Magazine article The Spectator

The Spectator's Notes

Magazine article The Spectator

The Spectator's Notes

Article excerpt

This column's theory that, postdevolution, it is harder for Scottish MPs to lead a British political party seems to be taking some time to come true.

Sir Menzies Campbell is considered just the ticket. He looks dignified and trustworthy.

Rather as Colin Powell said that he benefited because he was 'not that black', Sir Ming is not that Scottish. There is only a slight accent, just the reassuring, prudent yet kindly tone of the lowlander who looks after the family money. Friends in Fife North East, where Ming is the Member, tell me that his imitation of the least threatening sort of Tory is brilliant and that his wife, Elspeth, is even better. If you look up Sir Ming in Who's Who, you will see his wife described as 'Elspeth Mary Urquhart or Grant-Suttie, d. of Maj. -Gen. R.E. Urquhart, CB, DSO'. At first I thought that the 'or' must be a misprint for 'of', being one of those Scottish surnames like Macpherson of Cluny. But no, it turns out that Elspeth was once married to a Mr Grant-Suttie, but Sir Menzies eventually replaced him. At their wedding in 1970, when Ming was still famous as an Olympic athlete, the speaker declared that 'the fastest man in the world has married the fastest woman'.

Inthe wake of Charles Kennedy's announcement that he had a drink problem came a good deal of public anger at the fact that this had been an 'open secret' in Fleet Street. 'Why was this important truth withheld from us?' people asked. Actually, there had been plenty of published press discussion of the subject for years, mostly jokes and slight hints, sometimes direct accusations. But the full story was never told because of lack of proof. The episode illustrates the sharp difference between a fact that 'everyone knows' and an actual admission by the person involved. Such admissions are the key thing that the press need before we can declare open season on somebody. Public figures often feel a great desire to make these admissions, partly because they tend to believe, wrongly, tout comprendre c'est tout pardonner. This was the mistake that Prince Charles made with his admission of adultery with Mrs Parker Bowles, and the mistake that David Cameron avoided with his refusal to answer the question about drugs at Oxford. Once the admission is made, it can never be rescinded, and reporters can ask the next question and the next -- When? Where?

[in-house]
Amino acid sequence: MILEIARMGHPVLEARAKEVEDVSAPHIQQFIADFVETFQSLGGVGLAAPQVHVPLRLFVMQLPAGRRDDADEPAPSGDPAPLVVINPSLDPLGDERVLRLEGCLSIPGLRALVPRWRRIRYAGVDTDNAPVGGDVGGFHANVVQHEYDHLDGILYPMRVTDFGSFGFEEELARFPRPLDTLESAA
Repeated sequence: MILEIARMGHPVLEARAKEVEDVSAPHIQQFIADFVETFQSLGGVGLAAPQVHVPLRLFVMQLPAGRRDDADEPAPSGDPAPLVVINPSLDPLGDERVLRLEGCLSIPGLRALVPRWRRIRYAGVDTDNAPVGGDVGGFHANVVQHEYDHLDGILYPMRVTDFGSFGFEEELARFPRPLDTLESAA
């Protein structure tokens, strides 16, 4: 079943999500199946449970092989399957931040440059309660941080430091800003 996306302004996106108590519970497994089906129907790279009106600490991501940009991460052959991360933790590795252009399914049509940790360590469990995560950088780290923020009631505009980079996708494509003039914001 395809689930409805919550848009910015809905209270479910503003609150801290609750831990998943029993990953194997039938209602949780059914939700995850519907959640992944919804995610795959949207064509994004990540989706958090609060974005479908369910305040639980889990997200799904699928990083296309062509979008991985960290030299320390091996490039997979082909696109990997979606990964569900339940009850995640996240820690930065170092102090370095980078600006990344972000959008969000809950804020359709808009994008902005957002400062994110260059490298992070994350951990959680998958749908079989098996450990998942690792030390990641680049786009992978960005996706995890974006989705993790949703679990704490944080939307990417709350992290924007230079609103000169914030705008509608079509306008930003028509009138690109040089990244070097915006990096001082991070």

Who? Whisky? Gin? How many bottles?

etc. , for ever afterwards.

Poor Lembit Opik MP, with touching but misguided loyalty, explained that lying is an inescapable part of alcoholism, which is true, and that therefore Mr Kennedy should not be criticised but should go on being leader because he couldn't help it. Through the crisis, deployed on both sides of the argument about whether he should stay or go, came the refrain that 'alcoholism is a disease'. I understand why people say this. They want to point out that addiction is a congenital propensity in some people, and that it has physical and mental symptoms which require medical treatment. But it seems misleading. If you have cholera or TB, your recovery cannot be brought about by clubbing together with other sufferers and making an act of will or of surrender to a 'higher power'. We congratulate alcoholics who stay off the bottle because we know that they only continue to do so through strength of character. …

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